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Comparative Religion

The Secret Cemetery by Doris Francis

By Doris Francis

Burial websites have lengthy been well-known as home windows onto earlier civilizations, but the meanings of state-of-the-art cemeteries were almost overlooked, even supposing they could display a lot approximately ourselves. throughout the technique of identifying a memorial stone, inscribing it, and tending the grave backyard, viewers model a dynamic own panorama of reminiscence and mourning. The modern cemetery is additionally a spot the place new immigrant groups can make stronger crew obstacles and identify a feeling of fatherland. Exploring the memorial practices of individuals from Greek Orthodox, Muslim, Jewish, Roman Catholic and Anglican faiths, in addition to the "unchurched," this e-book indicates how the cloth artifacts of mourning exhibit sentiments which are shared, understood, and proven by way of contributors of the key cemetery neighborhood.

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We wrote this book to tell both the general public and other researchers about cemeteries, but we hope it will also serve to inform planners, policymakers, managers and others involved in the mortuary trades about cemeteries’ meanings from the perspectives of the bereaved. We emphasize the cemetery as an unexplored, non-clinical setting in which the roles and policies of managers as they negotiate with the needs of mourners can create a memorial landscape where the expression of grief is guided and supported.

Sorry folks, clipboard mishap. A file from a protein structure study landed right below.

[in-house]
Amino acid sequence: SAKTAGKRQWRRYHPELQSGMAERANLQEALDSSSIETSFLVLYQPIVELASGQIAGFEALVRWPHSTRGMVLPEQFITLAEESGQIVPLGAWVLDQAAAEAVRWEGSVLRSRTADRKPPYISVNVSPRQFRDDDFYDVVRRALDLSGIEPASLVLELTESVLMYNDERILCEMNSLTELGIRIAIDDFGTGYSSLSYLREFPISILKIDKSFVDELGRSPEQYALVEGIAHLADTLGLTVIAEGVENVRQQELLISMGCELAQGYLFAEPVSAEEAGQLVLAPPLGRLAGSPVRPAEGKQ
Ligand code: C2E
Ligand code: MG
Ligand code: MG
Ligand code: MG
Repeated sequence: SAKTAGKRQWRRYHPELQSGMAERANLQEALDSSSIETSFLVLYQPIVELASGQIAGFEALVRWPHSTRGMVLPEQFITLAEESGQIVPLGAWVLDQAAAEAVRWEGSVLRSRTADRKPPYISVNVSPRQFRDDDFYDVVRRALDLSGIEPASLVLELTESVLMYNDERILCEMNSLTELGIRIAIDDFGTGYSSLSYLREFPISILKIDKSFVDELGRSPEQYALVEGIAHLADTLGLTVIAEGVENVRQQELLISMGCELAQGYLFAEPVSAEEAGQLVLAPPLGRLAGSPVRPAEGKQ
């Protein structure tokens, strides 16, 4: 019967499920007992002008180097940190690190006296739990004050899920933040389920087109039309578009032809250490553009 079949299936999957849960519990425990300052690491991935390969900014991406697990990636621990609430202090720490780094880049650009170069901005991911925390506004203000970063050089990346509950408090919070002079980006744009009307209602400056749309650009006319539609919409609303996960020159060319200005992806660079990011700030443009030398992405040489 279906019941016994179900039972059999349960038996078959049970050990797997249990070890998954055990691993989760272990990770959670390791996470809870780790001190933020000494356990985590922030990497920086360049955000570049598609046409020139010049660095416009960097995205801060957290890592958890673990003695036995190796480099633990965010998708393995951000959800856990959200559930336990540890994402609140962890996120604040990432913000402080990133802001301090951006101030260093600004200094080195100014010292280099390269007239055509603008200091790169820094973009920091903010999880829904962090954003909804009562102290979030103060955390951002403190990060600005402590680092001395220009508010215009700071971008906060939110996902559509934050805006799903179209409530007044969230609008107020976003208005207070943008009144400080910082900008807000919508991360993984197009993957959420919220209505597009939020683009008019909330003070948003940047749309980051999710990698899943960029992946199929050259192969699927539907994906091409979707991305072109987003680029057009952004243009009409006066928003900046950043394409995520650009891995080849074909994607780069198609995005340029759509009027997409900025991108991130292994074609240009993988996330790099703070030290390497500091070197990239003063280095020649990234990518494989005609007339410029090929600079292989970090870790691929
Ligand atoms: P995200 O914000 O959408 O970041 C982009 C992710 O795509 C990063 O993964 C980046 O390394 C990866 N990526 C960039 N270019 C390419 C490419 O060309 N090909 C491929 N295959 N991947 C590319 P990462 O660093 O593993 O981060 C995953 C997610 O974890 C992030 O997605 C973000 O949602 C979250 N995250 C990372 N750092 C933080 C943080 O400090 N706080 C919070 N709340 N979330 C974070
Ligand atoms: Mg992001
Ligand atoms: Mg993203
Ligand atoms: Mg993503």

In later writings, it was further explained that there were three aspects of the soul. Interestingly, one aspect, the nefesh, remains constantly hovering over the place where the body is buried. 68 In traditional Jewish communities, a deceased human being is compared with an impaired Torah scroll, which is religiously disqualified but still revered for the exalted function it once served. 69 A human being is believed to be created in the divine image; the corpse retains its holiness and must be treated with respect for the character and personality it housed.

We then identified the owners of the unvisited graves through the cemetery office, which approached them by post with a brief questionnaire on general cemetery issues. The response rate was low, but it appeared that many of these owners were elderly, lived away from the area, or both. Such data suggest that age, health and absence of living relatives are probable factors in non-visiting. 49 For some, there was a family culture of nonvisiting; in other instances, remembrance rituals were carried out at home, often by placing fresh flowers or candles by the deceased’s photograph.

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